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April 13, 1990 - Image 13

Resource type:
The Detroit Jewish News, 1990-04-13

Disclaimer: Computer generated plain text may have errors. Read more about this.

ATiNist of Gold...

,Ze'ev (Volodya) Rudkiner,
a young dental surgeon who
came here from Rostov a
decade ago with a computer
analyst wife and twin
babies, predicts:
"Not only will the political
bargaining power of North
Africans suffer, but also the
power of the religious par-
ties. Jews from the Euro-
pean Soviet republics are not
religious. I expect my own
sister here with her husband
and three children in two
weeks. My brother-in-law, a
gynecologist, is not Jewish.
Mixed marriages are not
"Since we have a political
system of strict proportional
representation, a large in-
flux of olim, who have been
cut off from Judaism in its
religious aspect for more
than 70 years, is sure to
work against Agudat
Yisrael, Degel Hatora and
Rudkiner was told by a
Habad activist that the
haredi communities have
hopes of winning many im-
migrants back to religion,
"but I don't think it's likely,
despite the fact that groups
like the Chabadniks know
how to appeal to spiritually-
hungry Russians. Still, most
olim like me are not likely to
grow side curls."
Yet the left, according to
Rudkiner, would find little
reason to rejoice. "True, we
come from a country without
any democratic tradition
and the incredible variety
and number of parties here
might be bewildering at
first, but we are not without
inclinations. I would de-
scribe us as a patriotic ele-
ment. It's the Russian tradi-
tion to be loyal to the
"In Russia, we were made
to feel outsiders and were
told that Russia was not our
motherland, but we came
with potential patriotism for
our new home, for the
motherland we always
wanted to have. So parties
whose main message is con-
cessions to the Arabs won't
do well with us."
The fact that these are also
mainly leftist parties "would
further diminish their elec-
toral appeal to Russian olim.
We are acutely allergic to
anything with smells so-
cialist, looks Red and leans
to the left.
"While the olim might be
new to the region, we did
have our exposure to
Arabs," Rudkiner notes. "I
knew them in the USSR
where they came to study
who knows what. They were
virulently anti-Jewish. Jews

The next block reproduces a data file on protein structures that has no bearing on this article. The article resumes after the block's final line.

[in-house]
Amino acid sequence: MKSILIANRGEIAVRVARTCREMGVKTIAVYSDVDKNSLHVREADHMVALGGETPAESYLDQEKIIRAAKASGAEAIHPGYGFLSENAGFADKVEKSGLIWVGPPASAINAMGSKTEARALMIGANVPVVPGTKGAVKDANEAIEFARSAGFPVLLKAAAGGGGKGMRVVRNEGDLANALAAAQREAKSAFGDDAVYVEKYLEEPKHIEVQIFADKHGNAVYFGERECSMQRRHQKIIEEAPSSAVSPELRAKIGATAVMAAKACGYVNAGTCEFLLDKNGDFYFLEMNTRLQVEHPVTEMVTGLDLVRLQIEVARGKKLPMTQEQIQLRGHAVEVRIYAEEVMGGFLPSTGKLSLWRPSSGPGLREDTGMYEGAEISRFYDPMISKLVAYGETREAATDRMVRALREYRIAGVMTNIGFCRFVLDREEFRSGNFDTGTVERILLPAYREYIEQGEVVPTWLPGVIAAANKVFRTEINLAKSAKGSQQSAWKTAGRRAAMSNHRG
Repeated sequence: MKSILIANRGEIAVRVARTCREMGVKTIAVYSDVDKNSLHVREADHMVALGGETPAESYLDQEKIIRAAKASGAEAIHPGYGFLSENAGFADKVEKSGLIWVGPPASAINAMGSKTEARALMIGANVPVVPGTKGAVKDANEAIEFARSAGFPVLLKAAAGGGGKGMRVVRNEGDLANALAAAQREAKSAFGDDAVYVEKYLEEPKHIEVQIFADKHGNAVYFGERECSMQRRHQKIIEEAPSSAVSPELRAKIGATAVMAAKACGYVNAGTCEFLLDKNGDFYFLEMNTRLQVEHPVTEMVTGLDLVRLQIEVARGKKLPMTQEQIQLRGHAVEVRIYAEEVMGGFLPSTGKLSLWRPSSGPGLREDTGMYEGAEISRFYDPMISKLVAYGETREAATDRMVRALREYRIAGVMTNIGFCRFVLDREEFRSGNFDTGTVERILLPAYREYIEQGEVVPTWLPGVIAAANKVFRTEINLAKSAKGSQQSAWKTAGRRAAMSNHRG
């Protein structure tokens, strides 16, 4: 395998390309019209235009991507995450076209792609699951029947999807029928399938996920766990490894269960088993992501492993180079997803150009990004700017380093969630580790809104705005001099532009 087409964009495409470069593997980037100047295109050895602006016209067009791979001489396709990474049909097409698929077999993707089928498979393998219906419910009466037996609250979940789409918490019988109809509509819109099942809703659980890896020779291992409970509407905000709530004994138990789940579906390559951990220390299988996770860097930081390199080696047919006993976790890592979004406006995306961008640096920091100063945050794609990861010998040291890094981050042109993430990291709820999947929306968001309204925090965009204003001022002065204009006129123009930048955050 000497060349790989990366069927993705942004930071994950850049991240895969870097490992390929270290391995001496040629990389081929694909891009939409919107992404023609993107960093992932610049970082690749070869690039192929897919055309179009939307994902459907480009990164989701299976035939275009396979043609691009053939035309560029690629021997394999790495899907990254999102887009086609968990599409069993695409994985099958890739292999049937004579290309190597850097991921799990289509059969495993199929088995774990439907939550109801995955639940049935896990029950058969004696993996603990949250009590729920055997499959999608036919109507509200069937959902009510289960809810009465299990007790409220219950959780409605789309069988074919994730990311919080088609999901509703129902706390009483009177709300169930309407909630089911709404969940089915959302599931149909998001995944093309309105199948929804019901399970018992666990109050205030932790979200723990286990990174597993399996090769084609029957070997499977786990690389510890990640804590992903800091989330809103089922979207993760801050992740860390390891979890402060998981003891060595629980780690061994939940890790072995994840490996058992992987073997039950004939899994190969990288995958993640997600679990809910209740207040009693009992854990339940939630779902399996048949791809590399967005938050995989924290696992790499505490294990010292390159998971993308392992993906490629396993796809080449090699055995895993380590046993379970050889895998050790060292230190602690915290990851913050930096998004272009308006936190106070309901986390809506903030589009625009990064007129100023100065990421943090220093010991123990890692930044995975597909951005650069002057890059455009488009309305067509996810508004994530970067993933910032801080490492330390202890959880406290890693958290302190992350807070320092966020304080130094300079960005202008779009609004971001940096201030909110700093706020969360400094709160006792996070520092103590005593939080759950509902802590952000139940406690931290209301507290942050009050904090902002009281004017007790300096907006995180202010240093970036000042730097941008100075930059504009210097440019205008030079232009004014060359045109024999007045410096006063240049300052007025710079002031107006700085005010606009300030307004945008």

from Russia who came

across them are not eager to
trust them and give them
"We come from a country
that taught us that land won
from an aggressor in a just
war is a strategic asset
which is not to be handed
back. If this principle is good
for Russia, it's good for
Emanuel Perlov, 36, an X-
ray technician who came to
Israel in 1976, adds that he
knew Moslem extremists in
his native Tashkent "before

"In Russia, we
were made to feel
outsiders and were
told that Russia
was not our
Ze'ev Rudkiner

the current unrest, before
perestroika and even before
Khomeini and his influence
across the border. The fun-
damentalism I saw before
liberalization makes me
wary of Islam and of Jewish
do-gooders who may sincere-
ly want peace but are naive
and ignorant of the other
"Israel will be
unbelievably better off with
the immense human
resources the Russian olim
will bring here free of
charge," believes Perlov. "If
quality enabled Israel to
survive Arab advantages in
quantity, than the quality
gap will be deepened. This is
an aliyah full of highly
qualified people, especially
in applied sciences. The wo-
men are just as qualified as
the men and are used to put-
ting in a full day's work. For
each family, we are getting
at least two hard-working
people, who in Russia were
above average in education
and income."
These olim will be
climbers here, too, he
predicts, and "they will pull
Israel out of the recession.
The very fact that they are
arriving will lead to new jobs
at lower levels of the con-
struction, food • and clothing
"Then I see a great future
ahead for Israel in engineer-
ing and electronics. It's like
Prime Minister Yitzhak
Shamir said: 'Nothing will
remain the same in this
country when the great
aliyah comes. Everything
will change. Everything will
be bigger and better. This is
what the Arabs are afraid of
and what we prayed for.' "


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